Criminal Defense

Suing The Police for Excessive Force

October 03, 2023 by Madison Ferguson in Criminal Defense  Rights  
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Suing the Police for Excessive Force

In general, an officer’s actions while on duty are shielded from legal liability through the legal principle of governmental immunity. This principle essentially states that the government cannot be sued lest it grants permission to do so. Although being stopped and questioned by the police can often be a distressing experience, as long as the officer is carrying out their duties properly, they have not violated your constitutional rights. In other words, the police are generally immune from lawsuits for reasonable actions taken while on duty.

However, federal and state laws have been enacted to permit victims of police misconduct to file lawsuits and receive monetary compensation.

Under federal law, the primary legal basis for claims of police misconduct is found in unit 42 of the U.S. Code, Section 1983. This section was initially passed as part of the Civil Rights Act of 1871, which intended to guard the rights of African Americans during the Reconstruction era following the Civil War. Section 1983 is significant because it establishes the right to sue an individual who violates another person’s constitutional rights while acting under the government’s authority. Not only does Section 1983 make it illegal for government officials to deprive individuals of their rights under the Constitution or federal law, but it also allows the victim to seek monetary damages.

The most common claims brought against police officers at the state level include false arrest, false incarceration, malicious prosecution, and the use of excessive or unreasonable force. Here is some information regarding some of these claims:

False Arrest – A false arrest claim typically asserts the police did not have probable cause to make an arrest. Probable cause refers to having enough factual evidence for a reasonable person to believe a crime has been committed. It is important to note that a warrant is not required to arrest someone for a felony or misdemeanor offense committed in the presence of a police officer.

Malicious Prosecution – A malicious prosecution claim typically alleges that the government initiated legal proceedings against an individual without sufficient evidence. To succeed in such a claim, the complainant or plaintiff must establish four key elements:

  1. The defendant, usually a police officer, initiated a criminal proceeding against the plaintiff.
  2. The proceeding concluded in favor of the plaintiff, meaning they were not convicted.
  3. There was no probable cause to support the initiation of the proceeding.
  4. The defendant acted with malicious intent towards the plaintiff when bringing forth the proceeding.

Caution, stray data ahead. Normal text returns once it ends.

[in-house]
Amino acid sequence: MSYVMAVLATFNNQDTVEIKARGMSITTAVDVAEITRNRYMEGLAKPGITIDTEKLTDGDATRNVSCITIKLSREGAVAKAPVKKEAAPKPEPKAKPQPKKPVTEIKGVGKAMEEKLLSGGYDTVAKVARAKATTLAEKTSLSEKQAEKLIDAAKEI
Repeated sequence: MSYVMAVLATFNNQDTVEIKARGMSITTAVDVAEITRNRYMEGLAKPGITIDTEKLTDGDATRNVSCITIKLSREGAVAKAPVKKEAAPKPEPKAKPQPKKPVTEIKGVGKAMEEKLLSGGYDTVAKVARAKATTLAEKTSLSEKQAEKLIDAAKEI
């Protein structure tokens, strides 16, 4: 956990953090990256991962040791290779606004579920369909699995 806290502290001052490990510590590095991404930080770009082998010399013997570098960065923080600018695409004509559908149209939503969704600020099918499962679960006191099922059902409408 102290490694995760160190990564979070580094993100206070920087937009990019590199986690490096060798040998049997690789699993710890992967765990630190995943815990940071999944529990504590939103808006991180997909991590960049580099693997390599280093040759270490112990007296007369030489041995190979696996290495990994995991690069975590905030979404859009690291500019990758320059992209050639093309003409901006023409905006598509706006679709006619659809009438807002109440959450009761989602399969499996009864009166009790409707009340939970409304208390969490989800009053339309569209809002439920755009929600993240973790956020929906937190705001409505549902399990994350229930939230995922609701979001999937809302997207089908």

Excessive Force – An excessive force claim asserts that a law enforcement officer’s use of force was unreasonable given the case’s specific circumstances. When evaluating such a claim, the court typically considers the degree of force employed by the officer. However, the officer’s intentions or motivations behind using force may or may not be considered. For instance, if the amount of force used was deemed reasonable, the officer’s ill intentions may not be relevant, resulting in the failure of the excessive force claim. Conversely, a viable excessive force claim may exist if the officer employed unreasonable force, even with good intentions.

Litigation for Violation of Civil Rights

Instances of civil rights violations often prompt victims to initiate legal action against police officers and police departments. Examples of such violations encompass wrongful search and seizure, unlawful arrests, wrongful conviction, and the use of excessive force. Any instance where law enforcement personnel engage in violence or take action based on race or other discriminatory factors constitutes a violation of civil rights.

To pursue a lawsuit against the police for infringing upon your civil rights, it is advisable to undertake the following steps:

  1. Assess the damages you have incurred as a result of the violation.
  2. Determine whether you intend to sue specific police officers or the entire department.
  3. Ensure that you possess sufficient evidence to substantiate your case.
  4. Seek the assistance of a legal professional to guide you through the intricacies of the legal process.

Subsequently, you and your legal representative can proceed with the lawsuit.

It is imperative to emphasize that it is unacceptable for authorities to treat individuals differently based on race, sexuality, gender, or any other protected characteristic under the law. Unless an individual poses a direct threat and engages in violent behavior, law enforcement personnel do not possess the authority to discriminate against them. If you believe your civil rights have been violated, it is possible to pursue legal action to seek redress for the distress caused.

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